Author: Minna

What the Research Says: a study of our Yoga for Peace project

Mind, body and community: The potential for yoga as mental health and psychosocial support in emergency contexts Jessica Stone Lebanon is home to approximately 1.5 million refugees, numbering roughly a quarter of the entire population—the highest proportion in the world. Many Syrian refugees in Lebanon have witnessed or experienced physical, psychological or sexual violence, and continue to experience food insecurity, discrimination and social isolation. Reports of traumatic flashbacks, uncontrollable emotions, hopelessness, despair, and unusual physical and mental exhaustion are also common, as are high rates of depression, anxiety and post-traumatic stress disorder (1).  Women in particular are increasingly exposed to sexual assault, interpersonal violence and survival sex work in the settlements (2),  yet there are few mental health services available for Syrians in Lebanon (3), and even fewer that cater to women’s needs. To address these challenges, the organisation Tools for Inner Peace has been implementing a yoga program for mental health and psychosocial support (MHPSS) in informal tented settlements and community centres in the Beqaa Valley region since 2017. This program supports women to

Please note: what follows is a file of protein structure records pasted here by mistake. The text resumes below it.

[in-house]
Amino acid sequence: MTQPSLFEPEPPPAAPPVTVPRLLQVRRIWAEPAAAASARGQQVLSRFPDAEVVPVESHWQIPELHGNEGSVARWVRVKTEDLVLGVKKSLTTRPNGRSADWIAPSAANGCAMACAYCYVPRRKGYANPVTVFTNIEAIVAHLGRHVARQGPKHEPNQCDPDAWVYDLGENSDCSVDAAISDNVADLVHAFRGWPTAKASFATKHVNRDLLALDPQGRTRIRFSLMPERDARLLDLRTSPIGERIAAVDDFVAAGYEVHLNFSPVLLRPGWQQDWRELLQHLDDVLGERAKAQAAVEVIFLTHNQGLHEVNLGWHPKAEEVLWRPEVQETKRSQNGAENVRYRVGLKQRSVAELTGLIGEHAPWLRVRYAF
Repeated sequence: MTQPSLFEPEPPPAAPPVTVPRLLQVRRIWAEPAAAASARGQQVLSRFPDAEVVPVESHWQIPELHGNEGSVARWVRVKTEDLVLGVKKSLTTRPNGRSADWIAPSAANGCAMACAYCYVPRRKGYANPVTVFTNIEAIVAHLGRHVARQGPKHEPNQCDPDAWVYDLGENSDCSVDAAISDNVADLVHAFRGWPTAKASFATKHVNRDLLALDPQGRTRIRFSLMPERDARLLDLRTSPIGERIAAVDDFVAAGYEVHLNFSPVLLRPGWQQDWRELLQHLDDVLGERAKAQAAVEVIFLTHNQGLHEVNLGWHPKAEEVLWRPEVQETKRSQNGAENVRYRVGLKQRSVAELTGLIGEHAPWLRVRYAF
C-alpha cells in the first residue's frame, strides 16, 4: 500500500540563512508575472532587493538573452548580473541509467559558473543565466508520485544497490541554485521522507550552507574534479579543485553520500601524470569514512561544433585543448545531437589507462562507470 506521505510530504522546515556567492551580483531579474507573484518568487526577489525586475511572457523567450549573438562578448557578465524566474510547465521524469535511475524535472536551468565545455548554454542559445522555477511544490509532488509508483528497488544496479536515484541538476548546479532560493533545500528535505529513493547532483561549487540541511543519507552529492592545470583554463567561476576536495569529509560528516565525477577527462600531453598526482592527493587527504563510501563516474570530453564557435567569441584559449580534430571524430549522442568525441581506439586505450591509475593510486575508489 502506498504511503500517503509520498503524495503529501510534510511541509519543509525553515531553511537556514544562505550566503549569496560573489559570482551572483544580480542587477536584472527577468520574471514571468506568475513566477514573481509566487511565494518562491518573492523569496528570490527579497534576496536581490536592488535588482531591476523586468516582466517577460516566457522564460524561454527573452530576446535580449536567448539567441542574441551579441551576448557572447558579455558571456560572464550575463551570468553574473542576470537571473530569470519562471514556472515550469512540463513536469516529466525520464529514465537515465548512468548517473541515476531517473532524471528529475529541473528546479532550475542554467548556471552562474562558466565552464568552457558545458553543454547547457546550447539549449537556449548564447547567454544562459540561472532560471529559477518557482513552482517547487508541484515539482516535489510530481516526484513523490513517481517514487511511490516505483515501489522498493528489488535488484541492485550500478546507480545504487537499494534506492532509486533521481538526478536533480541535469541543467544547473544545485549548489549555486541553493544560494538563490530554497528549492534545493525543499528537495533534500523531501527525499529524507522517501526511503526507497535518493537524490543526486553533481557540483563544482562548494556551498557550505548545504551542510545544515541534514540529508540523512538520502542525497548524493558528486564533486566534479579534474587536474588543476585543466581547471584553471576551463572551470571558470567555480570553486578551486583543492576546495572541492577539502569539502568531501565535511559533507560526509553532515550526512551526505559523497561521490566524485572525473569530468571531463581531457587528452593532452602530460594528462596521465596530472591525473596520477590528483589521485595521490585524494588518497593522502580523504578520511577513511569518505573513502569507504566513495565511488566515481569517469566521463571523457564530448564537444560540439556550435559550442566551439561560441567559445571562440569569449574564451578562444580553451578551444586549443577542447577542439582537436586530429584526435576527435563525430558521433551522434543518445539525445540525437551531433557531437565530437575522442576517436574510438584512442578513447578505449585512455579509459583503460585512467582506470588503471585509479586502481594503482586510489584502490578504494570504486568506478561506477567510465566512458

Yoga with Impact podcast

In a podcast with Danielle Begg, founder of The Yoga Impact Charity, Mantramala (Minna Jarvenpaa) tells a bit of her own story and how Tools for Inner Peace was born. They also talk about how yoga touches people from diverse backgrounds, how Tools for Inner Peace navigates cultural and religious boundaries, and share ideas about making change in the world. Click here to listen to the podcast. Yoga With Impact is a podcast interviewing experts sharing yoga and healing practices in diverse communities.

Triple the Impact

Help Spread Yoga to Lebanon’s Disadvantaged Communities Tools for Inner Peace has reached a milestone in Lebanon. We have gone from one roving yoga teacher with a translator to a team that includes three Arabic speaking trainers. Our amazing trainers – Zena, Sandy and Cara – are now seeking support to put three more aspiring yogis from the younger generation firmly onto the transformative path of yoga and community service. The plan is to offer three scholarships for a year-long training with three residential immersions at the Satyananda Yoga Academy in Europe. In return, scholarship recipients commit to offering their time and skills to communities in need inside Lebanon. The minimum requirement is two hours of weekly service throughout the year during which the scholarship is being offered. This initiative comes at a time when people all around Lebanon are coming together across sectarian lines, with an awareness of the needs of disadvantaged communities: “Today, the entire nation is gearing up for change. Everyone is called upon to define their role and do their part. As yoga teachers